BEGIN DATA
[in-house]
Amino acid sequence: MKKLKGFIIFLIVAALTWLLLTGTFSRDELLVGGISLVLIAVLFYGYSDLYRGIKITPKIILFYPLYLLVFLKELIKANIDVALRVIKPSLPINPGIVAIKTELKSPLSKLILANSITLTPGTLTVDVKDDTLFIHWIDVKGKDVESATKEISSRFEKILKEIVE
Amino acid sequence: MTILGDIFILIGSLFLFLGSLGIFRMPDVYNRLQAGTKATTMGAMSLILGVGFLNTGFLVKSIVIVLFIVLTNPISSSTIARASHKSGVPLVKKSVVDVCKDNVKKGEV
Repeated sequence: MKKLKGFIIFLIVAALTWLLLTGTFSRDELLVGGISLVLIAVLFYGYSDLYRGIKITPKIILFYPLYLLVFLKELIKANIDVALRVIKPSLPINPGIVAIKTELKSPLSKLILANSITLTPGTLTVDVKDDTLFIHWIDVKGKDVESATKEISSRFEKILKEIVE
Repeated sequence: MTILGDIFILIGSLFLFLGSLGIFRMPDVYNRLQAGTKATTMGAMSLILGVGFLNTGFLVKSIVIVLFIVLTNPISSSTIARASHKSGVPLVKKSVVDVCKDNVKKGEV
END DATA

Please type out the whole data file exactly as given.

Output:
[in-house]
Amino acid sequence: MKKLKGFIIFLIVAALTWLLLTGTFSRDELLVGGISLVLIAVLFYGYSDLYRGIKITPKIILFYPLYLLVFLKELIKANIDVALRVIKPSLPINPGIVAIKTELKSPLSKLILANSITLTPGTLTVDVKDDTLFIHWIDVKGKDVESATKEISSRFEKILKEIVE
Amino acid sequence: MTILGDIFILIGSLFLFLGSLGIFRMPDVYNRLQAGTKATTMGAMSLILGVGFLNTGFLVKSIVIVLFIVLTNPISSSTIARASHKSGVPLVKKSVVDVCKDNVKKGEV
Repeated sequence: MKKLKGFIIFLIVAALTWLLLTGTFSRDELLVGGISLVLIAVLFYGYSDLYRGIKITPKIILFYPLYLLVFLKELIKANIDVALRVIKPSLPINPGIVAIKTELKSPLSKLILANSITLTPGTLTVDVKDDTLFIHWIDVKGKDVESATKEISSRFEKILKEIVE
Repeated sequence: MTILGDIFILIGSLFLFLGSLGIFRMPDVYNRLQAGTKATTMGAMSLILGVGFLNTGFLVKSIVIVLFIVLTNPISSSTIARASHKSGVPLVKKSVVDVCKDNVKKGEV